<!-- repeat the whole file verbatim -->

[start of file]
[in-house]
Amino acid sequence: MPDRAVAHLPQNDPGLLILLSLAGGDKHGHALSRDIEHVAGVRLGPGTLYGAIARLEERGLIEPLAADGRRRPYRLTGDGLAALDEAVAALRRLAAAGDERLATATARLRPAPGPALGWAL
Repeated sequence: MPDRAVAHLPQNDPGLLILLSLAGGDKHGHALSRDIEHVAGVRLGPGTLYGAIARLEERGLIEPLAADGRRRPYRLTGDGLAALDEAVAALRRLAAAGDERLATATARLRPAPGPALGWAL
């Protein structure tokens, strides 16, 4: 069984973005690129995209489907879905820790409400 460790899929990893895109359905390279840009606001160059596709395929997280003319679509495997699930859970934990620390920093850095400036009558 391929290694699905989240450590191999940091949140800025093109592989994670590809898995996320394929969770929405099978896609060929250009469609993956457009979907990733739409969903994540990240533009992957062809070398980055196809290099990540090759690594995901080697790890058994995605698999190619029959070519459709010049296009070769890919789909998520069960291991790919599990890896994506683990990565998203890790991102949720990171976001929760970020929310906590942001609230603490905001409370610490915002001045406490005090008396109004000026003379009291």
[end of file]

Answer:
[in-house]
Amino acid sequence: MPDRAVAHLPQNDPGLLILLSLAGGDKHGHALSRDIEHVAGVRLGPGTLYGAIARLEERGLIEPLAADGRRRPYRLTGDGLAALDEAVAALRRLAAAGDERLATATARLRPAPGPALGWAL
Repeated sequence: MPDRAVAHLPQNDPGLLILLSLAGGDKHGHALSRDIEHVAGVRLGPGTLYGAIARLEERGLIEPLAADGRRRPYRLTGDGLAALDEAVAALRRLAAAGDERLATATARLRPAPGPALGWAL
């Protein structure tokens, strides 16, 4: 069984973005690129995209489907879905820790409400 460790899929990893895109359905390279840009606001160059596709395929997280003319679509495997699930859970934990620390920093850095400036009558 391929290694699905989240450590191999940091949140800025093109592989994670590809898995996320394929969770929405099978896609060929250009469609993956457009979907990733739409969903994540990240533009992957062809070398980055196809290099990540090759690594995901080697790890058994995605698999190619029959070519459709010049296009070769890919789909998520069960291991790919599990890896994506683990990565998203890790991102949720990171976001929760970020929310906590942001609230603490905001409370610490915002001045406490005090008396109004000026003379009291």